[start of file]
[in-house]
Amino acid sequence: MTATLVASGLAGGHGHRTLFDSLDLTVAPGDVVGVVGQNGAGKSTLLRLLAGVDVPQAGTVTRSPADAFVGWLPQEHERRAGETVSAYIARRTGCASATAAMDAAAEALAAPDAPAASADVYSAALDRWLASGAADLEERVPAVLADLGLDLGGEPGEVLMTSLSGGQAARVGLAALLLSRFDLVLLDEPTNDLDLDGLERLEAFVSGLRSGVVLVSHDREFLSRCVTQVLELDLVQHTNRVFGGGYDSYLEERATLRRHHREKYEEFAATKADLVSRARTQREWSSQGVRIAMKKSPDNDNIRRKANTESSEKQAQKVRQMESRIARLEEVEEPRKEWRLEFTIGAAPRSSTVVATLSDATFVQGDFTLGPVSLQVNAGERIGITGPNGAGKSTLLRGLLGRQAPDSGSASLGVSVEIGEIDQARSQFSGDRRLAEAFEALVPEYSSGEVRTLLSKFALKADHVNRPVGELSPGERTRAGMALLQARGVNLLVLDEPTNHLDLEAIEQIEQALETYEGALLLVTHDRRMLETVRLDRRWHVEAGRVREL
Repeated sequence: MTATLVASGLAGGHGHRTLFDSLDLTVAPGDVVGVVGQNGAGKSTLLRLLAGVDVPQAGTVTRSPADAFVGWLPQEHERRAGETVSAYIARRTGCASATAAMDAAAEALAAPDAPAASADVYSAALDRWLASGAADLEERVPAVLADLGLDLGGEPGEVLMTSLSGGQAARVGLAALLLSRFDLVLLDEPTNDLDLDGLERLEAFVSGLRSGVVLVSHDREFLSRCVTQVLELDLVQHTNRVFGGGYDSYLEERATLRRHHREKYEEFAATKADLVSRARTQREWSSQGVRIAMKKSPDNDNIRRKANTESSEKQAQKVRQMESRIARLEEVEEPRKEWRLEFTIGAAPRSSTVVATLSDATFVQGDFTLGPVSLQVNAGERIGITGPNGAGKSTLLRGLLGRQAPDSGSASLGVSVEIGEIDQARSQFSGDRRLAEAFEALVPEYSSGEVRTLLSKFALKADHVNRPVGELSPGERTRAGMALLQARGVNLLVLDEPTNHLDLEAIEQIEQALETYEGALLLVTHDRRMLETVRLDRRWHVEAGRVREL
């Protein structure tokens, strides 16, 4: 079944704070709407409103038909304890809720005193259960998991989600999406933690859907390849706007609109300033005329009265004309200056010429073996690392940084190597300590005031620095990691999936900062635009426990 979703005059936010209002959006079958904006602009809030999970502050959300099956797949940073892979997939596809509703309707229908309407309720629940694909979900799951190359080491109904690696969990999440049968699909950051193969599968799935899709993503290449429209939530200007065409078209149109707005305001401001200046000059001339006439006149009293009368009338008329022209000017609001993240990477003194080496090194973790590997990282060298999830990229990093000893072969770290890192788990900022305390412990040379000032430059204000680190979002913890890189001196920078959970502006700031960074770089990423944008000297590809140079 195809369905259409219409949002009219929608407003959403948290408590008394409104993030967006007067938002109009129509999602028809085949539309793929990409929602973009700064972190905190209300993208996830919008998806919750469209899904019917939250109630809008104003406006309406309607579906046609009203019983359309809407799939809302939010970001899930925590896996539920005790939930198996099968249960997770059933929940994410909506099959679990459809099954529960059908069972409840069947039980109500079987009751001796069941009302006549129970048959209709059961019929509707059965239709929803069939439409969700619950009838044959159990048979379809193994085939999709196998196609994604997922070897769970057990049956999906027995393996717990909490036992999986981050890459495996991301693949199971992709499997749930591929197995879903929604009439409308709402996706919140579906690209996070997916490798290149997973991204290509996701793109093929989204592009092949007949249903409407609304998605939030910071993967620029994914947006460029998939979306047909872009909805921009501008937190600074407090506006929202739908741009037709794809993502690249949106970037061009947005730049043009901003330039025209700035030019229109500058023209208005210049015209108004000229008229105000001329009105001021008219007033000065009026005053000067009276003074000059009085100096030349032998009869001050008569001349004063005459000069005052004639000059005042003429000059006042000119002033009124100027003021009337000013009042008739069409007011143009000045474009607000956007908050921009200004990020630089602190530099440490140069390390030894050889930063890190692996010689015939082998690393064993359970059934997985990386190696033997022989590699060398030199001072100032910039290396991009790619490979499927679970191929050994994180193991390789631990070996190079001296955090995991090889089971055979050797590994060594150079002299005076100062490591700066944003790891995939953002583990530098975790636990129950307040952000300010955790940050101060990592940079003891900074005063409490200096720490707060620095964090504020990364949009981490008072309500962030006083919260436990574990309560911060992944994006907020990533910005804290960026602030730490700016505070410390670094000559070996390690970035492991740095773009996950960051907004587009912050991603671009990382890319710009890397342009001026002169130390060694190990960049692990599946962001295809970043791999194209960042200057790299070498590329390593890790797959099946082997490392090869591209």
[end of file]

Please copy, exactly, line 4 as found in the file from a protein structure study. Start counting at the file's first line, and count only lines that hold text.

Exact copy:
């Protein structure tokens, strides 16, 4: 079944704070709407409103038909304890809720005193259960998991989600999406933690859907390849706007609109300033005329009265004309200056010429073996690392940084190597300590005031620095990691999936900062635009426990 979703005059936010209002959006079958904006602009809030999970502050959300099956797949940073892979997939596809509703309707229908309407309720629940694909979900799951190359080491109904690696969990999440049968699909950051193969599968799935899709993503290449429209939530200007065409078209149109707005305001401001200046000059001339006439006149009293009368009338008329022209000017609001993240990477003194080496090194973790590997990282060298999830990229990093000893072969770290890192788990900022305390412990040379000032430059204000680190979002913890890189001196920078959970502006700031960074770089990423944008000297590809140079 195809369905259409219409949002009219929608407003959403948290408590008394409104993030967006007067938002109009129509999602028809085949539309793929990409929602973009700064972190905190209300993208996830919008998806919750469209899904019917939250109630809008104003406006309406309607579906046609009203019983359309809407799939809302939010970001899930925590896996539920005790939930198996099968249960997770059933929940994410909506099959679990459809099954529960059908069972409840069947039980109500079987009751001796069941009302006549129970048959209709059961019929509707059965239709929803069939439409969700619950009838044959159990048979379809193994085939999709196998196609994604997922070897769970057990049956999906027995393996717990909490036992999986981050890459495996991301693949199971992709499997749930591929197995879903929604009439409308709402996706919140579906690209996070997916490798290149997973991204290509996701793109093929989204592009092949007949249903409407609304998605939030910071993967620029994914947006460029998939979306047909872009909805921009501008937190600074407090506006929202739908741009037709794809993502690249949106970037061009947005730049043009901003330039025209700035030019229109500058023209208005210049015209108004000229008229105000001329009105001021008219007033000065009026005053000067009276003074000059009085100096030349032998009869001050008569001349004063005459000069005052004639000059005042003429000059006042000119002033009124100027003021009337000013009042008739069409007011143009000045474009607000956007908050921009200004990020630089602190530099440490140069390390030894050889930063890190692996010689015939082998690393064993359970059934997985990386190696033997022989590699060398030199001072100032910039290396991009790619490979499927679970191929050994994180193991390789631990070996190079001296955090995991090889089971055979050797590994060594150079002299005076100062490591700066944003790891995939953002583990530098975790636990129950307040952000300010955790940050101060990592940079003891900074005063409490200096720490707060620095964090504020990364949009981490008072309500962030006083919260436990574990309560911060992944994006907020990533910005804290960026602030730490700016505070410390670094000559070996390690970035492991740095773009996950960051907004587009912050991603671009990382890319710009890397342009001026002169130390060694190990960049692990599946962001295809970043791999194209960042200057790299070498590329390593890790797959099946082997490392090869591209």